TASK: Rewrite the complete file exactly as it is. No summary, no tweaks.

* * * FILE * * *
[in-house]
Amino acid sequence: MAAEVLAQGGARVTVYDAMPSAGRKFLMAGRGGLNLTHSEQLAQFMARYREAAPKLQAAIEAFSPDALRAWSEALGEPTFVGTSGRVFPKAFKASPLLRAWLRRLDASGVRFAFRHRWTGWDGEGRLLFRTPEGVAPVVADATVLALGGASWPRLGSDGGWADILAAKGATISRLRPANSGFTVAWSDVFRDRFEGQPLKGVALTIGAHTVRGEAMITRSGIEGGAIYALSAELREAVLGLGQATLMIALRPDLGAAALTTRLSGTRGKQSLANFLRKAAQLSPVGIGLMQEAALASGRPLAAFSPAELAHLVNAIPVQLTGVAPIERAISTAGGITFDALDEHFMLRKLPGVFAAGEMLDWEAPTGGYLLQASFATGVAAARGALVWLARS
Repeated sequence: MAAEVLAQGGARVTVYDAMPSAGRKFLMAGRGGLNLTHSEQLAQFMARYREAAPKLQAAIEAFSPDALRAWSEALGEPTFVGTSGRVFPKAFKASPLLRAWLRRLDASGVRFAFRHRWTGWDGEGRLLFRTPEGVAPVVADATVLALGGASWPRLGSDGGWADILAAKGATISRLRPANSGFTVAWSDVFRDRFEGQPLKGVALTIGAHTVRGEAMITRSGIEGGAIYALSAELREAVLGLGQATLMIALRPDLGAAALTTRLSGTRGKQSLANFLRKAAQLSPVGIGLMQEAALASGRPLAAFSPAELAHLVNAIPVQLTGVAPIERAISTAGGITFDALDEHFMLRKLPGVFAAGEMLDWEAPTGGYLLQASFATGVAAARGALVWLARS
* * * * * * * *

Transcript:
[in-house]
Amino acid sequence: MAAEVLAQGGARVTVYDAMPSAGRKFLMAGRGGLNLTHSEQLAQFMARYREAAPKLQAAIEAFSPDALRAWSEALGEPTFVGTSGRVFPKAFKASPLLRAWLRRLDASGVRFAFRHRWTGWDGEGRLLFRTPEGVAPVVADATVLALGGASWPRLGSDGGWADILAAKGATISRLRPANSGFTVAWSDVFRDRFEGQPLKGVALTIGAHTVRGEAMITRSGIEGGAIYALSAELREAVLGLGQATLMIALRPDLGAAALTTRLSGTRGKQSLANFLRKAAQLSPVGIGLMQEAALASGRPLAAFSPAELAHLVNAIPVQLTGVAPIERAISTAGGITFDALDEHFMLRKLPGVFAAGEMLDWEAPTGGYLLQASFATGVAAARGALVWLARS
Repeated sequence: MAAEVLAQGGARVTVYDAMPSAGRKFLMAGRGGLNLTHSEQLAQFMARYREAAPKLQAAIEAFSPDALRAWSEALGEPTFVGTSGRVFPKAFKASPLLRAWLRRLDASGVRFAFRHRWTGWDGEGRLLFRTPEGVAPVVADATVLALGGASWPRLGSDGGWADILAAKGATISRLRPANSGFTVAWSDVFRDRFEGQPLKGVALTIGAHTVRGEAMITRSGIEGGAIYALSAELREAVLGLGQATLMIALRPDLGAAALTTRLSGTRGKQSLANFLRKAAQLSPVGIGLMQEAALASGRPLAAFSPAELAHLVNAIPVQLTGVAPIERAISTAGGITFDALDEHFMLRKLPGVFAAGEMLDWEAPTGGYLLQASFATGVAAARGALVWLARS